United Healthcare Drops 300 Southwest Florida Doctors While Aetna Announces It Is Expanding Medicare Advantage Doctor Networks W
Posted Oct 18 2013 1:04pm
Cluster Algorithm Analytics, some of the complex math models that the government can’t keep up with at CMS as they change rapidly and are based on profitability. Here’s a partial explanation of what this is from Wikipedia and yes it’s a bit deep for the layman but I keep saying government needs some better data sleuths to keep up with and understand the data mechanics used by insurers so if you get nothing more than the fact that this is a very complex methodology, then I have made the point. It’s taking basic segmentation and applying a number of additional analytical algorithms for decision making. The same methodologies are used in genomic research and we all know how intense and complex that is, well same methodologies are used by health insurance companies and so you wonder why it’s so complex out there, well here’s your answer…here’s a company that is even selling the term “black box”like you hear on Wall Street with Hedge Funds..a bunch of algorithms…and reading the couple paragraphs below you will understand why you get hit with a survey right and left anymore (grin).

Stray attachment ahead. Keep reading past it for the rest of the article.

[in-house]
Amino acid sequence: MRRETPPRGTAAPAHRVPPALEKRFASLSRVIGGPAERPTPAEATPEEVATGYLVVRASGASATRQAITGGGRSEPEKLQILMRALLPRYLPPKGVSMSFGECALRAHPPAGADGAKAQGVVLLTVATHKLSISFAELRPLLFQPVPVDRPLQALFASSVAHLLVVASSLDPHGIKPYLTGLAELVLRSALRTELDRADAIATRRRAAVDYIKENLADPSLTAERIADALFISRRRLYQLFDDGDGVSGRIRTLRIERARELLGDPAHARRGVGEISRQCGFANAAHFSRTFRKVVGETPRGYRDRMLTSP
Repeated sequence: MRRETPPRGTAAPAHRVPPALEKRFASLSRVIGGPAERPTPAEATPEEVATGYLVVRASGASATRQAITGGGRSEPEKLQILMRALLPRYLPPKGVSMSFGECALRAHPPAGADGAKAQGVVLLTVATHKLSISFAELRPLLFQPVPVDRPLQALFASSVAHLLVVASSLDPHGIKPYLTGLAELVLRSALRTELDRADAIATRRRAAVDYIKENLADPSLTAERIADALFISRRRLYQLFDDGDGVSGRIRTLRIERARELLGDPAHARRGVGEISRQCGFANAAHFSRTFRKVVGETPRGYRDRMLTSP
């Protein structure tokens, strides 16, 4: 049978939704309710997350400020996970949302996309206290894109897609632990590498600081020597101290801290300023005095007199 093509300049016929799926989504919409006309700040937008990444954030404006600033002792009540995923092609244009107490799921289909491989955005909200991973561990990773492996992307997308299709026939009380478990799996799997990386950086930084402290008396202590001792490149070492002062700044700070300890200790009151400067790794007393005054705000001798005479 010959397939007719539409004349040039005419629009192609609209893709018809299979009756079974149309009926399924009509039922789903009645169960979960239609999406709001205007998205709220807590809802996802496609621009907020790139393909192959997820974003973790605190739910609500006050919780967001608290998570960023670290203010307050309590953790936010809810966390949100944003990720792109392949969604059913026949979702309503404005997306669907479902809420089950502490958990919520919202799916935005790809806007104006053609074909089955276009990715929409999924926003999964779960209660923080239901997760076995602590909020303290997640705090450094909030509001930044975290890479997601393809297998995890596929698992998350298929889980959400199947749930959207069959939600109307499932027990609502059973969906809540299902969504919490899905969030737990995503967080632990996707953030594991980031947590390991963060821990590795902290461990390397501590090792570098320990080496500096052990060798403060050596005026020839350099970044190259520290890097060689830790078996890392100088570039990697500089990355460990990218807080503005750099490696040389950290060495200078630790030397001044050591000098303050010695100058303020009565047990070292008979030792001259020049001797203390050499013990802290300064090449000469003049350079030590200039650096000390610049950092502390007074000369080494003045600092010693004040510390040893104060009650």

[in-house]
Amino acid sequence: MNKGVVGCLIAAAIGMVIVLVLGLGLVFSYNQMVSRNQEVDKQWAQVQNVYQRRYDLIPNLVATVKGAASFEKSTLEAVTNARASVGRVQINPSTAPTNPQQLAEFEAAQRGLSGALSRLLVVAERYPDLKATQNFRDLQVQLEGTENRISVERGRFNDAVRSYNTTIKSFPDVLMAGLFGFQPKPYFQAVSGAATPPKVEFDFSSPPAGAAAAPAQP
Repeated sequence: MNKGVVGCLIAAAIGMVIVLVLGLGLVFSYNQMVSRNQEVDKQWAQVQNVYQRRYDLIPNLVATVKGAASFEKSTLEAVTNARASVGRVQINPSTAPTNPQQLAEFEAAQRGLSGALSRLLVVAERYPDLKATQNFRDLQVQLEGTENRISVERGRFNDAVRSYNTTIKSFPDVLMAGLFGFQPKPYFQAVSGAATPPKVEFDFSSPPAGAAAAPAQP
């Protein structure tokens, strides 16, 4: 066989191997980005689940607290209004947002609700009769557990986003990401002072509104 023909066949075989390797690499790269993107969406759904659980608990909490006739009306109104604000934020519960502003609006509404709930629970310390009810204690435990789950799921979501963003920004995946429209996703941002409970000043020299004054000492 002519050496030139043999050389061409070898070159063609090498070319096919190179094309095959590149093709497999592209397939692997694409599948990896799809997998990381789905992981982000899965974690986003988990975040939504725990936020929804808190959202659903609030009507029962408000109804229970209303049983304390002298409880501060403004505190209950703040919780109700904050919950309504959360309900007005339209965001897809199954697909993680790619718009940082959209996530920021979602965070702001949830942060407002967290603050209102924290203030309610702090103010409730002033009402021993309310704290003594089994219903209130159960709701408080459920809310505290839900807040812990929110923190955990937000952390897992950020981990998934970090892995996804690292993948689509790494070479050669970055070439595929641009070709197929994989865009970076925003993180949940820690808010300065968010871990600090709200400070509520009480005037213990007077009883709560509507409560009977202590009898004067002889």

“Cluster analysis itself is not one specific algorithm, but the general task to be solved. It can be achieved by various algorithms that differ significantly in their notion of what constitutes a cluster and how to efficiently find them. Popular notions of clusters include groups with small distances among the cluster members, dense areas of the data space, intervals or particular statistical distributions. Clustering can therefore be formulated as a multi-objective optimization problem. The appropriate clustering algorithm and parameter settings (including values such as the distance function to use, a density threshold or the number of expected clusters) depend on the individual data set and intended use of the results. Cluster analysis as such is not an automatic task, but an iterative process of knowledge discovery or interactive multi-objective optimization that involves trial and failure. It will often be necessary to modify data preprocessing and model parameters until the result achieves the desired properties.”